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Addiction is a powerful and complex problem that many struggles to overcome. Yoga, with its holistic disciplines and focus on self-awareness and resilience can provide several highly effective therapies to assist recovery. Understanding individual needs and the ways that yoga can help in meeting them is an important first step. In this blog article, let us understand “Is yoga good for recovery”.
Yoga Is a Force for Good
Yoga quiets the troubled mind. It’s soothing for the troubled spirit and body too. It stands to reason that such a source of well-being is going to help those recovering from addiction, but many people don’t see how this works in practice and are not sure what to do about it. Just hoping to replace darkness with light would be to oversimplify. That well-known prayer comes to mind (often wrongly attributed to St Francis):
“Where there is hatred, let me bring love. Where there is despair, let me bring hope”
But addiction is too complex for such a simple solution.
Addiction Is Not That Simple
Addiction has as many facets as a disco ball, almost all of them negative. Characteristic feelings of despair, anxiety, anger, self-hatred, shame, and stress translate into self-defeating actions such as physical self-harm, isolation, lethargy, escapism, impulsiveness, and mood swings. Yoga, on the other hand, offers plenty of positives: peace, calm, balance, control, and self-respect are all acquired through a regime of discipline that connects the mind, the body, and the spirit in a highly therapeutic manner.
Understanding Is Key
The more we understand addiction, the easier it becomes to avoid the dangers and focus on the aspects that are relevant to us. Similarly, understanding yoga means that we can identify ways in which it will help our recovery. And lastly, of course, understanding ourselves helps us to identify the things we can change – our defects of character most notably.
Mind, Body, and Spirit Together
Addiction is a mental, physical, and spiritual disease, and yoga works on the mind, body, and spirit too, using techniques that are designed to benefit the holistic individual. Thoughts, actions, and feelings are all interconnected in our daily lives. Thus, yoga disciplines that build muscular strength, balance, and flexibility lead to self-awareness, clear thinking, and resilience.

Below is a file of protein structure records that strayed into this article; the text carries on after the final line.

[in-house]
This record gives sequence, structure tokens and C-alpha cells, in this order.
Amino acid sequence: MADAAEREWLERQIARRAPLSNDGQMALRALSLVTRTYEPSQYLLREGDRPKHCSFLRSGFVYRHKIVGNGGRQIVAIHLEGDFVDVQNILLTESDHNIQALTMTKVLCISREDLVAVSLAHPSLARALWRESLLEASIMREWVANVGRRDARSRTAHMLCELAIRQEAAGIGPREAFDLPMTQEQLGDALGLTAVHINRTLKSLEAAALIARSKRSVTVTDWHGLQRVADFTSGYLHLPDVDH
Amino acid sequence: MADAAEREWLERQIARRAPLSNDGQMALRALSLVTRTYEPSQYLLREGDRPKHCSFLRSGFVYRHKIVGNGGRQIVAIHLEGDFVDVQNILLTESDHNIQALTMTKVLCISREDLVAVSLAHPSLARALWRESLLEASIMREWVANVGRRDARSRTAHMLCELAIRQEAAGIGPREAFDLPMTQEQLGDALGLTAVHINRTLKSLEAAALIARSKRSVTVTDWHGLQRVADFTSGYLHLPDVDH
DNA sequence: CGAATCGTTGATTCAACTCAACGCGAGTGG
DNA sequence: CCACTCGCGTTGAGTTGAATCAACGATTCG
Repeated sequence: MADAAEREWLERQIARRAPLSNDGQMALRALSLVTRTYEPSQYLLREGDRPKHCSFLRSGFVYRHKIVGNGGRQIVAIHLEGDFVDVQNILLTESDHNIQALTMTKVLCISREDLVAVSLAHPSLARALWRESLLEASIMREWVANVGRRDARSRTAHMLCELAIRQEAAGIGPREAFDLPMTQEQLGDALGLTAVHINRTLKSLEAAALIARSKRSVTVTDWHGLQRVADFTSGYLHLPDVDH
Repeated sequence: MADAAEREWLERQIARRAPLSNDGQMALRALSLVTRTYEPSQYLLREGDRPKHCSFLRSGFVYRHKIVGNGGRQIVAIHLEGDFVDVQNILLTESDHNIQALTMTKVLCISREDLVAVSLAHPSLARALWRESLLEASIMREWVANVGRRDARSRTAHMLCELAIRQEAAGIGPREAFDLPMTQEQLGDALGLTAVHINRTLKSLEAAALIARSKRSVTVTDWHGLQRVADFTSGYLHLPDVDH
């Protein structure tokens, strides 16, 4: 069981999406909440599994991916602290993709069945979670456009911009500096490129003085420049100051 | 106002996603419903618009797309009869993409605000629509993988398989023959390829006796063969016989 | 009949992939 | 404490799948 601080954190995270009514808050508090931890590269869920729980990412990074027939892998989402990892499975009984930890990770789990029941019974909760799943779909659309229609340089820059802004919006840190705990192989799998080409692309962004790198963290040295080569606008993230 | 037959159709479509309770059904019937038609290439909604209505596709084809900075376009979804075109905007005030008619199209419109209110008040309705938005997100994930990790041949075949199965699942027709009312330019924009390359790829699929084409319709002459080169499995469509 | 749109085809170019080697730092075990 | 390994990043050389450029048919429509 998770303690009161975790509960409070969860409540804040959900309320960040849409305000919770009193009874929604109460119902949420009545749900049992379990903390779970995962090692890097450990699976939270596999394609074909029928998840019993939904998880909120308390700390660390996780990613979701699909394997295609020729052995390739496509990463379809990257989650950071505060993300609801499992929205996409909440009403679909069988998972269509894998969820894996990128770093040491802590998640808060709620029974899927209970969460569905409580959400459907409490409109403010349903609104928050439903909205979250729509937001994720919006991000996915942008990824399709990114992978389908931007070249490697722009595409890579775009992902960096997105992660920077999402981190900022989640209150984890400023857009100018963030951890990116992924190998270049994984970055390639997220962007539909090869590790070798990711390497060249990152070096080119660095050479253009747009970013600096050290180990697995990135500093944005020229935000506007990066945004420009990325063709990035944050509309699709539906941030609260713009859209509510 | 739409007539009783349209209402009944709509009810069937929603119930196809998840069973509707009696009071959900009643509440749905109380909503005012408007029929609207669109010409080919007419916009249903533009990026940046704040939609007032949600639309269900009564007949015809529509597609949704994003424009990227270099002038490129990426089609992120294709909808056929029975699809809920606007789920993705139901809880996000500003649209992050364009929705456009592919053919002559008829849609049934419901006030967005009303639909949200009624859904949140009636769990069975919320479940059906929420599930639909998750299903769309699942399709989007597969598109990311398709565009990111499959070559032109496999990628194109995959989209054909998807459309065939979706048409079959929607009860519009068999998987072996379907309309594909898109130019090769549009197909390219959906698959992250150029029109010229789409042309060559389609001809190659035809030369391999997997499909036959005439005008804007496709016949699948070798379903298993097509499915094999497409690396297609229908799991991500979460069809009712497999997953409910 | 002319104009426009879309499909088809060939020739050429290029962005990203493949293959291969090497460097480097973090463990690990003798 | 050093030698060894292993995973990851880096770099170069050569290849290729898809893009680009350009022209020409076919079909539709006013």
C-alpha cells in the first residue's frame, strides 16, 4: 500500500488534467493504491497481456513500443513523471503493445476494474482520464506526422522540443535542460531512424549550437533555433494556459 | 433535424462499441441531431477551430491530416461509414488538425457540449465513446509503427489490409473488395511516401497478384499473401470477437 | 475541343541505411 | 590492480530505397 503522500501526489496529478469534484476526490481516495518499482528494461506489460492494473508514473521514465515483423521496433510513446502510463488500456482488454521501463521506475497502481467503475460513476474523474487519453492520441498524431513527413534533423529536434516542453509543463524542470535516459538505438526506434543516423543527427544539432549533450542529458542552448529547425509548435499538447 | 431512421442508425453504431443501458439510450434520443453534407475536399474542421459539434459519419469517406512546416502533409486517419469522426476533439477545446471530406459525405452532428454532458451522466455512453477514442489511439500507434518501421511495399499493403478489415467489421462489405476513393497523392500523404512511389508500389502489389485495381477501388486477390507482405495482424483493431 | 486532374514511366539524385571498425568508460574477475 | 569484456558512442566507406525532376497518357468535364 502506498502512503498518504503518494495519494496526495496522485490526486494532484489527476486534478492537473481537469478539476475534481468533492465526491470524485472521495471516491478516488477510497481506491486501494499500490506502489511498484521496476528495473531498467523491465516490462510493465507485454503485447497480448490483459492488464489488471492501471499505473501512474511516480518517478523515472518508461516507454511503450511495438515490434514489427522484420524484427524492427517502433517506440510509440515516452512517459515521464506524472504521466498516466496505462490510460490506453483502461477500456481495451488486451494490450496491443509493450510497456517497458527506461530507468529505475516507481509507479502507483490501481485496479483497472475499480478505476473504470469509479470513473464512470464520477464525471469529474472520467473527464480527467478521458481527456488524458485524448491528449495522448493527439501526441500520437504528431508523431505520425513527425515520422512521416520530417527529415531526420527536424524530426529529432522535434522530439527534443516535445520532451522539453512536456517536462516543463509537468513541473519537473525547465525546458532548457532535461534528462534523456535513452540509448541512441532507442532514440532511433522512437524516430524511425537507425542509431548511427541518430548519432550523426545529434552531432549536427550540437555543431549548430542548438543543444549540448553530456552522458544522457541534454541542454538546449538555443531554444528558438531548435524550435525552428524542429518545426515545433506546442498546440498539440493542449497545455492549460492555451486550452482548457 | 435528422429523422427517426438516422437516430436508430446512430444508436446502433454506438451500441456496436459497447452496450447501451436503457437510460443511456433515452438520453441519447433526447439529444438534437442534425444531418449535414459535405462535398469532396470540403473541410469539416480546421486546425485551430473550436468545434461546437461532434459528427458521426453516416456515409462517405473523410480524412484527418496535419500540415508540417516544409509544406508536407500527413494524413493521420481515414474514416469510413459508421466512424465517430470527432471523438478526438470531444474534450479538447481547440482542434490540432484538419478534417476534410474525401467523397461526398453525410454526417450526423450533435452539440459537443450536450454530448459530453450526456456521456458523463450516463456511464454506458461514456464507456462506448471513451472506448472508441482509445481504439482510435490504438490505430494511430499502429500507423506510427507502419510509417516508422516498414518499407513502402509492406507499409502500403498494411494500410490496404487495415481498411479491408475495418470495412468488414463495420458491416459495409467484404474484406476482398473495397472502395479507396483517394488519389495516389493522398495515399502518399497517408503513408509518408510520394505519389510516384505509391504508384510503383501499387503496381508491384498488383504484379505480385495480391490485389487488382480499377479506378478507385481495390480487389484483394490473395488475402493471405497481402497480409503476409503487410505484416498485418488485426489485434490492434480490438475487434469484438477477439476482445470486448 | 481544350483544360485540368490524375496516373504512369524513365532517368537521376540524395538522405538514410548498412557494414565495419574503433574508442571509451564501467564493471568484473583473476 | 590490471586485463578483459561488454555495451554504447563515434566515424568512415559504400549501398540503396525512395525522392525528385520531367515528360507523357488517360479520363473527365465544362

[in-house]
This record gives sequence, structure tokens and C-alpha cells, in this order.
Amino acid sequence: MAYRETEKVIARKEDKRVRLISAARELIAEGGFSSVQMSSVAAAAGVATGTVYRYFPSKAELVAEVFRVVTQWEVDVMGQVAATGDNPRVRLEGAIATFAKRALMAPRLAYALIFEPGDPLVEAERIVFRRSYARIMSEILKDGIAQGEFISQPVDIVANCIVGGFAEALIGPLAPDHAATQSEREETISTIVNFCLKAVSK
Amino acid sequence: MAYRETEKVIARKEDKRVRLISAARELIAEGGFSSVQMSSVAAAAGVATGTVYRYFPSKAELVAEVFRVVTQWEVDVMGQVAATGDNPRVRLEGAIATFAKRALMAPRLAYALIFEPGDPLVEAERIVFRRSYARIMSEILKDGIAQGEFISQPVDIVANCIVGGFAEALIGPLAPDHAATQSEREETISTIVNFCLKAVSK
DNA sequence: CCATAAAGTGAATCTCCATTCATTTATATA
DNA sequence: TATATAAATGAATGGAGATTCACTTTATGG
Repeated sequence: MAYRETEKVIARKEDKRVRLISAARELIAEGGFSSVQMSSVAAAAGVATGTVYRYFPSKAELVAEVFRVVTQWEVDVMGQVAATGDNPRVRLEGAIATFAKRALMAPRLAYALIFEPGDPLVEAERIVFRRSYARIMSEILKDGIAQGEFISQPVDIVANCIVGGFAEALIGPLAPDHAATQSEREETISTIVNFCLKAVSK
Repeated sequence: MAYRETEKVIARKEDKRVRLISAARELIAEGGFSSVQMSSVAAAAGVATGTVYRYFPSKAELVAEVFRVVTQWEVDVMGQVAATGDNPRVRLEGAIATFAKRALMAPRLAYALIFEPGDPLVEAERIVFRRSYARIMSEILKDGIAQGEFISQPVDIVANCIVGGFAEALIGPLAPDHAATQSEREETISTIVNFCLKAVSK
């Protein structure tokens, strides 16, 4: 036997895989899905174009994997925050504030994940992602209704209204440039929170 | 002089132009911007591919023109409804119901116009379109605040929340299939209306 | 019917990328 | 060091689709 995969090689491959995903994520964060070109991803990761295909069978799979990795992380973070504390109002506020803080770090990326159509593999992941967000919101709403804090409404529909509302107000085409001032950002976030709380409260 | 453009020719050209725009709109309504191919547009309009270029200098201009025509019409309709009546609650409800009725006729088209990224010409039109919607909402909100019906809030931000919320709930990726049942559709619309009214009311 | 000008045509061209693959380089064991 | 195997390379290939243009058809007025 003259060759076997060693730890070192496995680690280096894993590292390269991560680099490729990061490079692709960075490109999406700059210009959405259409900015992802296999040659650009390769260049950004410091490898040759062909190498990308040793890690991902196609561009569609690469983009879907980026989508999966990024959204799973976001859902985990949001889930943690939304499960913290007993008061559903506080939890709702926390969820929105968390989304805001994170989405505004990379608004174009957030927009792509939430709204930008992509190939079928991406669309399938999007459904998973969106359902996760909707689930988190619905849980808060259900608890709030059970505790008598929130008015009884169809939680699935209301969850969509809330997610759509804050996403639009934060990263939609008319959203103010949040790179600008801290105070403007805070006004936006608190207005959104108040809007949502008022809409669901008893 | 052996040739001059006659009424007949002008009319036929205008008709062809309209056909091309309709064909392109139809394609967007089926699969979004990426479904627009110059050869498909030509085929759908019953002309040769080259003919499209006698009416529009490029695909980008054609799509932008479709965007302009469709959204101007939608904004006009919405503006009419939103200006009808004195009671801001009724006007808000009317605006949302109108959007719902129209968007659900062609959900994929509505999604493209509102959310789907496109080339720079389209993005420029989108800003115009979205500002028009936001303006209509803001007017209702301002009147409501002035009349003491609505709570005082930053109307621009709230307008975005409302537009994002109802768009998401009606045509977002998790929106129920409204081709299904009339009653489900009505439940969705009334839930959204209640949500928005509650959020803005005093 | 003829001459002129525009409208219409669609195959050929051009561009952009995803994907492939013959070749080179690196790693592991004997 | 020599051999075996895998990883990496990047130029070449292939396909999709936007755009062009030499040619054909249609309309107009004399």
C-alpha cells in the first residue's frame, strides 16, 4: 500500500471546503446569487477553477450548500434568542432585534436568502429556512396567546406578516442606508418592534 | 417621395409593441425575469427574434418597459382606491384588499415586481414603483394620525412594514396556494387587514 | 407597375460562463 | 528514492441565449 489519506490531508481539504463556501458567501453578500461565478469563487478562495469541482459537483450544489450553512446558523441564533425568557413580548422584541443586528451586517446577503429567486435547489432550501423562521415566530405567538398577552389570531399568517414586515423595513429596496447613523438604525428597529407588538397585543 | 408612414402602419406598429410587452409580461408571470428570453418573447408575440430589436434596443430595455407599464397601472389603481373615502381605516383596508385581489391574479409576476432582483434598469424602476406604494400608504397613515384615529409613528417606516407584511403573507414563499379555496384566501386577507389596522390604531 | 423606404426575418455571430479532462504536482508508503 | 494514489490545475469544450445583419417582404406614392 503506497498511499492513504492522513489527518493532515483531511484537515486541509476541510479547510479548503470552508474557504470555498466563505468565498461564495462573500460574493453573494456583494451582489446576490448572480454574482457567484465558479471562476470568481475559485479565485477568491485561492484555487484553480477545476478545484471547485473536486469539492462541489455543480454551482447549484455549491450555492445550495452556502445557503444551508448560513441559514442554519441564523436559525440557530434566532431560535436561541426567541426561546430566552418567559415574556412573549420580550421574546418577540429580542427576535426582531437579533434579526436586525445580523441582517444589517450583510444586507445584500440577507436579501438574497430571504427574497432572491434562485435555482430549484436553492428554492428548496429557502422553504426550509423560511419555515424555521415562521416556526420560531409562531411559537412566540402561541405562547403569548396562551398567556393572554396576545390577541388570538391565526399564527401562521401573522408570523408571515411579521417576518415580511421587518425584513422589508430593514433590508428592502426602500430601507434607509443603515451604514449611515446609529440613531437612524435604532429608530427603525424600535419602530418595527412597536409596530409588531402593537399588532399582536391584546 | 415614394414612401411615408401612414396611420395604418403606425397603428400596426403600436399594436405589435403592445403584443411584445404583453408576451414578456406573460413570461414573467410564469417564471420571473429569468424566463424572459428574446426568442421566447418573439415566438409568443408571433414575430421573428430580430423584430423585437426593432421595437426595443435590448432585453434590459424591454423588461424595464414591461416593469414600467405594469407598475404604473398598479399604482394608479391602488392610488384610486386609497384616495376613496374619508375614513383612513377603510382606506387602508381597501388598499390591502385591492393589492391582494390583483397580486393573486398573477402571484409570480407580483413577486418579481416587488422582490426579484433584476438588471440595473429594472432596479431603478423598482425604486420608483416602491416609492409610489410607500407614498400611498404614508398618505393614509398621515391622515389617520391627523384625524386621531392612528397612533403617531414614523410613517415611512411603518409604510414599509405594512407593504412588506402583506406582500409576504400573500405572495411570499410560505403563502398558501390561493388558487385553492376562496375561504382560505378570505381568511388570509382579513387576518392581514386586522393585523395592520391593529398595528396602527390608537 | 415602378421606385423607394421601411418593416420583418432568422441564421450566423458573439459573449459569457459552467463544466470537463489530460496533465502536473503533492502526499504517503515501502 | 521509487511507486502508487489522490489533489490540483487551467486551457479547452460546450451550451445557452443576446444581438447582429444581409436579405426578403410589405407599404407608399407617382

These work together to impact positively on our self-esteem, our sense of meaning, and our emotional health generally. This is not just theory, research indicates the power of yoga to help people with self-discovery and change: ”the evidence is showing that yoga really helps change people at every level.”(Health Psychologist and Yoga Instructor at Stanford University, Kelly McGonigal, Ph.D.)
Yoga and Psychosomatic Therapy
A 2012 USA report on the effectiveness of yoga in psychosomatic therapy concluded that there were detectable beneficial effects of yoga intervention at all aspects of the holistic person – mind(cognition), spirit (emotions), and body (physiology and actual physique), as summarised in the table below:
Level of Action and Observed Effects of Yoga Interventions
|Aspect||Specific effects||Unspecific effects|
|Cognition||Contemplative states; Mindfulness; Self-identity; Self-efficacy; Beliefs; Expectations||Control of attentional networks|
|Emotions||Emotional control/regulation||Quality of Life|
|Physiology||Vagal afferent activity; Heart rate/Respiratory; Relaxation response/Stress reduction||Social contacts|
|The physical flexibility, Fitness/Endurance||Healthy lifestyle|
Biochemical Effects of Yoga on the Body
Results of a number of studies indicate that yoga-based activities have a beneficial influence on mental health generally. A 2020 BMJ report concluded that: “Yoga was perceived to have a positive impact on physical and mental health conditions and was linked to positive health behaviors.” Over the past fifty years, many studies have reported that yoga-based interventions decrease stress symptoms by influencing the body’s reaction to situations that produce stress – anxiety or trauma, for example.
These would normally present as increases in blood pressure, and increased production of chemicals such as cytokines (protein), cortisol and adrenalin (hormones), and serotonin (neurotransmitter). The outcome of stress and the overproduction of such substances can often be extremes of activity and mood swings. The introduction of yoga practices influences these psychological and chemical reactions to stress, resulting in better mood regulation and a general sense of emotional balance.